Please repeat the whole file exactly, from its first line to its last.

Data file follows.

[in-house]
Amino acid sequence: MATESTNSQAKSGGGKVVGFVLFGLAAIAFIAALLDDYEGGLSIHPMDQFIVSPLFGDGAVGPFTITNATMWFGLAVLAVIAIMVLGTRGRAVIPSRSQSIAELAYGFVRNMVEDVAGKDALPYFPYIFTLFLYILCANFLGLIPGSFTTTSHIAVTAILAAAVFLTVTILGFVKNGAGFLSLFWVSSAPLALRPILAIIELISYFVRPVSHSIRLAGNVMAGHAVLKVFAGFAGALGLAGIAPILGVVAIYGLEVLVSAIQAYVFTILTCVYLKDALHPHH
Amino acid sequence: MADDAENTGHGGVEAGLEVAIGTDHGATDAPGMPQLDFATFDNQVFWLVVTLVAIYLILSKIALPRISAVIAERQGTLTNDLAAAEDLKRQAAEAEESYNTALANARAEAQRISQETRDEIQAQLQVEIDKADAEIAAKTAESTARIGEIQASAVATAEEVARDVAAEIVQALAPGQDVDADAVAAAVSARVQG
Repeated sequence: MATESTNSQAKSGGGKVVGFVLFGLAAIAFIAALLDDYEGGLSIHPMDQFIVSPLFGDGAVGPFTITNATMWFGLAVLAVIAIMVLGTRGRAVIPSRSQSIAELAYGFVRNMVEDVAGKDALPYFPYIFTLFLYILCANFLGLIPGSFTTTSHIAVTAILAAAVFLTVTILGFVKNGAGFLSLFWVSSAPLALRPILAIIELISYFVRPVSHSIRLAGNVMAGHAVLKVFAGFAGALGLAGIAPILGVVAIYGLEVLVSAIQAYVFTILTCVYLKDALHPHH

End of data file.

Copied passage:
[in-house]
Amino acid sequence: MATESTNSQAKSGGGKVVGFVLFGLAAIAFIAALLDDYEGGLSIHPMDQFIVSPLFGDGAVGPFTITNATMWFGLAVLAVIAIMVLGTRGRAVIPSRSQSIAELAYGFVRNMVEDVAGKDALPYFPYIFTLFLYILCANFLGLIPGSFTTTSHIAVTAILAAAVFLTVTILGFVKNGAGFLSLFWVSSAPLALRPILAIIELISYFVRPVSHSIRLAGNVMAGHAVLKVFAGFAGALGLAGIAPILGVVAIYGLEVLVSAIQAYVFTILTCVYLKDALHPHH
Amino acid sequence: MADDAENTGHGGVEAGLEVAIGTDHGATDAPGMPQLDFATFDNQVFWLVVTLVAIYLILSKIALPRISAVIAERQGTLTNDLAAAEDLKRQAAEAEESYNTALANARAEAQRISQETRDEIQAQLQVEIDKADAEIAAKTAESTARIGEIQASAVATAEEVARDVAAEIVQALAPGQDVDADAVAAAVSARVQG
Repeated sequence: MATESTNSQAKSGGGKVVGFVLFGLAAIAFIAALLDDYEGGLSIHPMDQFIVSPLFGDGAVGPFTITNATMWFGLAVLAVIAIMVLGTRGRAVIPSRSQSIAELAYGFVRNMVEDVAGKDALPYFPYIFTLFLYILCANFLGLIPGSFTTTSHIAVTAILAAAVFLTVTILGFVKNGAGFLSLFWVSSAPLALRPILAIIELISYFVRPVSHSIRLAGNVMAGHAVLKVFAGFAGALGLAGIAPILGVVAIYGLEVLVSAIQAYVFTILTCVYLKDALHPHH